Delta Force: Black Hawk Down Review

  • First Released Mar 23, 2003
  • PS2

Black Hawk Down's dated gameplay design and presentation just don't measure up compared to other modern combat shooters.

Delta Force Black Hawk Down is an arcade-style shooter set in contemporary Somalia. As the title suggests, the game's plot is based loosely around the United States' peacekeeping operations in the eastern African nation in the early 1990s. The most infamous incident of that operation involved the downing of an American transport helicopter. That helicopter crash and the subsequent rescue operations resulted in the deaths of 19 elite US soldiers, and all of it was followed by a pullout of US military personnel. The story of that operation has since been immortalized by a book and a Jerry Bruckheimer film. In Black Hawk Down the game, you take the role of an infantry squad leader in Somalia, doing many of the same types of missions that the real US Rangers and Delta Force had to do. This game was actually released on the PC two years ago, where it received mixed reviews. If you're familiar with that game, then the newly released versions on the Xbox and PlayStation 2 won't hold too many surprises. Unfortunately that means many of the same issues that plagued the original PC version remain, including a dull campaign and dated presentation.

You'll take the role of a US infantryman in Somalia.
You'll take the role of a US infantryman in Somalia.

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Black Hawk Down offers a 16-mission campaign, which is alternately easy and frustrating as you play through it. However, it's also consistently dull. Most of the missions play out like nothing more than a glorified shooting gallery, as you gun down hundreds of Somali hostiles who mindlessly run at you. Some of the missions have you riding shotgun on a chopper or in a Humvee where you're manning a mounted machine gun. These missions are examples of what makes the game feel even more scripted and contrived, like a bad rail shooter. Sure there are objectives to achieve, but that usually just means running from point A to point B and shooting everything hostile in the area.

In some missions you have a squad that follows you, which you can command using a clunky interface. But for the most part you probably won't even bother with squad commands, because your teammates are good enough at following you around. However, you'd think that since they're badass Rangers and Delta Force operatives, they'd be much better shots than they are. They aren't; so the onus is on you to gun down most of the baddies that you encounter. The general simplicity of the single-player campaign in Black Hawk Down may appeal to those looking for an uncomplicated shooter to while away the time, but for the rest of us, it leaves a lot to be desired.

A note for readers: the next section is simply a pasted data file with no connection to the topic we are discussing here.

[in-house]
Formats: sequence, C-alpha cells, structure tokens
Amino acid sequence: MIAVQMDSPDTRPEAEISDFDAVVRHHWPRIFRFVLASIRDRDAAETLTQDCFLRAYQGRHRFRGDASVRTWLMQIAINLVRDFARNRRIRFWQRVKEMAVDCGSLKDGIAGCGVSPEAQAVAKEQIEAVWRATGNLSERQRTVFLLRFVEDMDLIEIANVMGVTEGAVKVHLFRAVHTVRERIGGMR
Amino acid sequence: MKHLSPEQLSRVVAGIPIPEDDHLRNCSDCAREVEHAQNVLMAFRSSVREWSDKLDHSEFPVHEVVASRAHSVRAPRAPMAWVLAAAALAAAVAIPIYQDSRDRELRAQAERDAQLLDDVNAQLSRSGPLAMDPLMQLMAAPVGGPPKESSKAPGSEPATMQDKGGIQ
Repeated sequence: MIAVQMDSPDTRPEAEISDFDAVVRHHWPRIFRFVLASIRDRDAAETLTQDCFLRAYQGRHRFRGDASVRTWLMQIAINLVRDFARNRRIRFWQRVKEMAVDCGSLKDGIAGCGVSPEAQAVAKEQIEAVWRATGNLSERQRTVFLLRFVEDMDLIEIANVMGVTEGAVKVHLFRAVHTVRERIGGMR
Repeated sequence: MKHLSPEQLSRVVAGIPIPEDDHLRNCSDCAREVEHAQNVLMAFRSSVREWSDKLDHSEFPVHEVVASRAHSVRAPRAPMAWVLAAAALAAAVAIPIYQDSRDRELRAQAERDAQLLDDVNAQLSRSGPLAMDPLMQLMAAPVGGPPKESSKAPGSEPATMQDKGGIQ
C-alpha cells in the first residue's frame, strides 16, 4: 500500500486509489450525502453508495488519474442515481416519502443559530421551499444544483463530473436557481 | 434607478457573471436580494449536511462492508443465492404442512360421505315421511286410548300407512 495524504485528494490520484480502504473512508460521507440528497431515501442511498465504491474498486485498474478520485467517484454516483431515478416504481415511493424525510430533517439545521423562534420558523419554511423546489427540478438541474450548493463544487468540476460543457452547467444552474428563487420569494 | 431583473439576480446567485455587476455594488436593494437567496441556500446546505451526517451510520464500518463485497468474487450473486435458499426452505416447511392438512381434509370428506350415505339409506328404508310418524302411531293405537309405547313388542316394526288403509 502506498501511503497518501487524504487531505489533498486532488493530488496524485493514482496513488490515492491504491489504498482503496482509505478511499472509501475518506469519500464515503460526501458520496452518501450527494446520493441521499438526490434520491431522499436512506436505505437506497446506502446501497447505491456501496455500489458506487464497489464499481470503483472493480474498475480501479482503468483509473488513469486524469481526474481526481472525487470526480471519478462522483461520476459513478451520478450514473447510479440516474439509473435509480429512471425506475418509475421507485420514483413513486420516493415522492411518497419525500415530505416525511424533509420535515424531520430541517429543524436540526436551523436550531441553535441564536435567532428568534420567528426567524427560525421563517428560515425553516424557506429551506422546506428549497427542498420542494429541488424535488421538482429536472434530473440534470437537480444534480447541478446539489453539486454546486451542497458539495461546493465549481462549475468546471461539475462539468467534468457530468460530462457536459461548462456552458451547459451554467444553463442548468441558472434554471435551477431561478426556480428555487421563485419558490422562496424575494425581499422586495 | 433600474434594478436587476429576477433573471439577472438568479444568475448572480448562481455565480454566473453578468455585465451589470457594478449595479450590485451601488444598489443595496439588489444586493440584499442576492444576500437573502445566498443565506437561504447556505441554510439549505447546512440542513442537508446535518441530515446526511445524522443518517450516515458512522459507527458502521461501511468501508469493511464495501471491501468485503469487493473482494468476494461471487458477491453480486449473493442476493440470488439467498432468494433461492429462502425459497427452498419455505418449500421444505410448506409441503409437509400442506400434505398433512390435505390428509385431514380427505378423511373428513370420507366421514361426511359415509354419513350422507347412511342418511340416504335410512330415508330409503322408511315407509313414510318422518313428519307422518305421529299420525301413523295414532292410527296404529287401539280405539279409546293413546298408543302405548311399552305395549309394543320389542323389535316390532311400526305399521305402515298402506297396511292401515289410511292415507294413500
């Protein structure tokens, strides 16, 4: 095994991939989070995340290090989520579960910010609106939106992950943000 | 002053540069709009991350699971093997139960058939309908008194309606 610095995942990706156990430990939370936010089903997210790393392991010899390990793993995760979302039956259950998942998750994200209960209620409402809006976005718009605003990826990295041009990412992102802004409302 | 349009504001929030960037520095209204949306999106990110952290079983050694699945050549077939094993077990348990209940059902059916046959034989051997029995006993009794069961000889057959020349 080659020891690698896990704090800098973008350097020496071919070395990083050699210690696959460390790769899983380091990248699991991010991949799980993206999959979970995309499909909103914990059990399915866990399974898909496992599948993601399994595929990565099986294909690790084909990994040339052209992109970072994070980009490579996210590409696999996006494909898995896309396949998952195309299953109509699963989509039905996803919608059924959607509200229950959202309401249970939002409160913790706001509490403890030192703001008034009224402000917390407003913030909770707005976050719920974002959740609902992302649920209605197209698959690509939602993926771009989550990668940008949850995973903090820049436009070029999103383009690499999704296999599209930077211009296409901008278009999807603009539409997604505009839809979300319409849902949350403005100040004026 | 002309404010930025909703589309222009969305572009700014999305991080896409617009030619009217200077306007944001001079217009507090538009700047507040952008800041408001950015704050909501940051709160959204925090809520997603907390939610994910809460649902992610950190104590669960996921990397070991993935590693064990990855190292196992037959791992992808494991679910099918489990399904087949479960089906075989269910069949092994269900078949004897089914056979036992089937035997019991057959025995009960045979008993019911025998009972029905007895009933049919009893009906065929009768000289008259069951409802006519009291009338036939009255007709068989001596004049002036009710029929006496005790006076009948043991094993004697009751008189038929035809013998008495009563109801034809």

There's some salvation to be had in the multiplayer aspect, which offers support for 32 players online on the PS2 version, and 50 players online over Xbox Live. Split-screen cooperative and deathmatch modes are available for up to four players on each, but the game's primary draw should still be the team-based and competitive play offered online. Novalogic's network offers a wealth of statistics to peruse, and the action in the game can actually be somewhat fun, albeit simplistic and chaotic. When servers are full, the action gets fast and furious, with dozens of players running around and gunning each other down while they're trying to capture spawn points and achieve objectives at the same time. On the downside, the extreme power and blast radius of grenades leads to a lot of spamming and abuse of these weapons, particularly the underslung M203 grenade launcher on the M16 rifle. The more-open maps offer more rifle play, but the indoor maps with hallways and rooms can often degenerate into grenade duels.

You'll spend a lot of time looking through your scope at distant enemies.
You'll spend a lot of time looking through your scope at distant enemies.